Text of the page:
1. An honorary or memorial gift allows you to acknowledge someone you admire. What better way to show appreciation than by creating a gift that keeps giving?
When Skip Johnson ’52 was a senior at Texas A&M, he sold his senior boots so he could take his girlfriend to Ring Dance. Years later, he sold some corporate stocks so he could establish a scholarship in the College of Education and Human Development in honor of this same woman—his wife of 63 years. The Jean Putnam Johnson Scholarship, managed by the Texas A&M Foundation, supports education students preparing to become teachers. As a tangible way to honor his wife and marriage, Skip’s gifts now also include a President’s Endowed Scholarship and several Corps of Cadets’ scholarships in his wife’s name.
2. In the wake of tragedy, a memorial gift can be a beautiful way to honor a loved one. Many donors use memorial gifts as a way to cope with the loss of a loved one and to create memories.
After John Willis ’92 passed away from cancer, family friend Ray Davis created the John L. Willis '92 Endowment to help fund hands-on capstone projects for engineering students. To recognize Willis’ creativity and entrepreneurial spirit, Davis met with the engineering department to ensure his memorial gift was as Willis would have envisioned. The gift not only created a lasting legacy for Willis’ passions, but will continue to serve and inspire staff and students.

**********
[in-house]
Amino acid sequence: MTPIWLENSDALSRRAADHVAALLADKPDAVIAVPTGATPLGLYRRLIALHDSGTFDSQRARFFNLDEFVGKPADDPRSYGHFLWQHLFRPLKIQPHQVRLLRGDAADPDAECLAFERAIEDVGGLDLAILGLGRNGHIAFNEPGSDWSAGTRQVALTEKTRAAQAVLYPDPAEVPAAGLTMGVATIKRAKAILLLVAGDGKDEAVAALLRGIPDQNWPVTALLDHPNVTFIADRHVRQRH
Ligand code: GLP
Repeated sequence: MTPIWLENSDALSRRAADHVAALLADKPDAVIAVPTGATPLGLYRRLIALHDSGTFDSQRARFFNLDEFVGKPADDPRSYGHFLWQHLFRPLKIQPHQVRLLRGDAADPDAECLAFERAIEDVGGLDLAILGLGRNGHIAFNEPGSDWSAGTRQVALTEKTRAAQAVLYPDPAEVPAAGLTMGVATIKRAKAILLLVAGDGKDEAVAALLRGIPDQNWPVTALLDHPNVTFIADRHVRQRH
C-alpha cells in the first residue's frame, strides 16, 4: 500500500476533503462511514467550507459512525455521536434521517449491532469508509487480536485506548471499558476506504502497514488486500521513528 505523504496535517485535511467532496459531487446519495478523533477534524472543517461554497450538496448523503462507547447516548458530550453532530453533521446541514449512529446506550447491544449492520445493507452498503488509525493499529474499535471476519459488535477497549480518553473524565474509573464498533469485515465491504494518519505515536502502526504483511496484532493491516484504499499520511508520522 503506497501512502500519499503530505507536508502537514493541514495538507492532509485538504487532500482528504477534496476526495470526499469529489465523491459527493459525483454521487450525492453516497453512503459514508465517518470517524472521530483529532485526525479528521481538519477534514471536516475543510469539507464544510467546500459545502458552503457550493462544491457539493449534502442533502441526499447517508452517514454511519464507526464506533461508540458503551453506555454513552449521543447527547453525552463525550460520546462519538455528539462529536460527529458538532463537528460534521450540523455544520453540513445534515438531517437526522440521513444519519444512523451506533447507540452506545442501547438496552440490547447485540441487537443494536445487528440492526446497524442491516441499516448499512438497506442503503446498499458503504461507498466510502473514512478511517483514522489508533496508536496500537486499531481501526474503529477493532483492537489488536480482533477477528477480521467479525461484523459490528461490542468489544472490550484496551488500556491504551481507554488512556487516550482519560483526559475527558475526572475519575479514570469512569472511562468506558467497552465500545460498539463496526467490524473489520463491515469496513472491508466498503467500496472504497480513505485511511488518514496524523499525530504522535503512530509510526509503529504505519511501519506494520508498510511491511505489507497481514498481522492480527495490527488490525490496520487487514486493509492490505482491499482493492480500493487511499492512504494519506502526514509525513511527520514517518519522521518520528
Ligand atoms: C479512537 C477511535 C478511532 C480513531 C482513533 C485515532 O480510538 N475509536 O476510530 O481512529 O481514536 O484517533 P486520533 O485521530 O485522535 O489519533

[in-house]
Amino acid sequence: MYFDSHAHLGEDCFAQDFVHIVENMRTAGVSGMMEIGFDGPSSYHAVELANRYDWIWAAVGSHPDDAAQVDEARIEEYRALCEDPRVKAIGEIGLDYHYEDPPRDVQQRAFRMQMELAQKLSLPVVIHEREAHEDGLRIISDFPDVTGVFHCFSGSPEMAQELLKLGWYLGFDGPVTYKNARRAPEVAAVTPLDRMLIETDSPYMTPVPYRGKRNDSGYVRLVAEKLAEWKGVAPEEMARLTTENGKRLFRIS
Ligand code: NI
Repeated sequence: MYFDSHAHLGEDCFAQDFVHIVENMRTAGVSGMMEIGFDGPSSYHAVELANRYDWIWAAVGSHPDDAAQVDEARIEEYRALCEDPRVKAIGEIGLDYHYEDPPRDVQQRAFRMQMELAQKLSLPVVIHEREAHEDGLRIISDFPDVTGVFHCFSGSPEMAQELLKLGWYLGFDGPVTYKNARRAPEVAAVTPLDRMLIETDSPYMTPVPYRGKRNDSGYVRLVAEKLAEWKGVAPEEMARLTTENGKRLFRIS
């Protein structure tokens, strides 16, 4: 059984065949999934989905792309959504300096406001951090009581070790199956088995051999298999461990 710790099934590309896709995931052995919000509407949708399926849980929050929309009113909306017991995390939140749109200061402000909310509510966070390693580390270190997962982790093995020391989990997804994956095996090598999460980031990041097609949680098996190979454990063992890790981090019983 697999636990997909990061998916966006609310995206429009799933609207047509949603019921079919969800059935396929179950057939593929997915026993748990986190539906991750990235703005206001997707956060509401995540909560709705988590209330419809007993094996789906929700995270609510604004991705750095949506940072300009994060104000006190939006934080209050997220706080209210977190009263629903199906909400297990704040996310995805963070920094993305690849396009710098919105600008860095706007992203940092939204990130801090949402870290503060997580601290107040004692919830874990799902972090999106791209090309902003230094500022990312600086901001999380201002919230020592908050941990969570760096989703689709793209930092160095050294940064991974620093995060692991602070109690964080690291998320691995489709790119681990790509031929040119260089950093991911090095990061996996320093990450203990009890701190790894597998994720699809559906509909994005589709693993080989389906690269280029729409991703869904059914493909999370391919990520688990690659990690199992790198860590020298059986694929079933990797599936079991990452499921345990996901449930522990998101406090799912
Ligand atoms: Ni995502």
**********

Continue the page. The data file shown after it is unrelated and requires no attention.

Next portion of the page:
3. Honorary and memorial gifts can be creative.
When John and Stacey Cook’s beloved black lab passed away from kidney disease, Stacey was inspired to create the Callie Cook Endowment for Kidney Disease Research at Texas A&M in honor of her beloved pet. The $35,000 gift, managed by the Foundation and allocated to the College of Veterinary Medicine and Biomedical Science, helps veterinarians identify biomarkers for early diagnosis and better treatment of chronic kidney disease in dogs. “Creating this endowment gave me purpose,” Stacey said. “I love that this gift will last forever and that it can help me teach my daughter about giving.”
4. Honorary and memorial gifts can be created through a joint effort. One of the best ways to help leave a legacy is by allowing many to contribute. Inviting friends and family to participate makes a gift truly special as the power of giving promotes a spirit of togetherness.
Luke Urbanovsky ’15 died in a car accident during his 2012 freshman year at Texas A&M. As a way to commemorate his Aggie experience, friends and family members formed the Luke Urbanovsky ’15 Memorial MSC FISH Endowment, a fund to aid the freshman leadership organization in which Luke spent much of his time. While raising $25,000 seemed like a challenging goal, donations quickly came from family, friends, colleagues, and business (including many with matching-gift programs). Through joint efforts, the memorial endowment became a tangible way to honor Luke’s legacy by bringing together loved ones.
“We are truly amazed and blessed that we reached our goal in 10 months,” said Luke’s mother, Connie Urbanovsky. “Some donations were small and others larger, but it all added up to make this goal achievable.”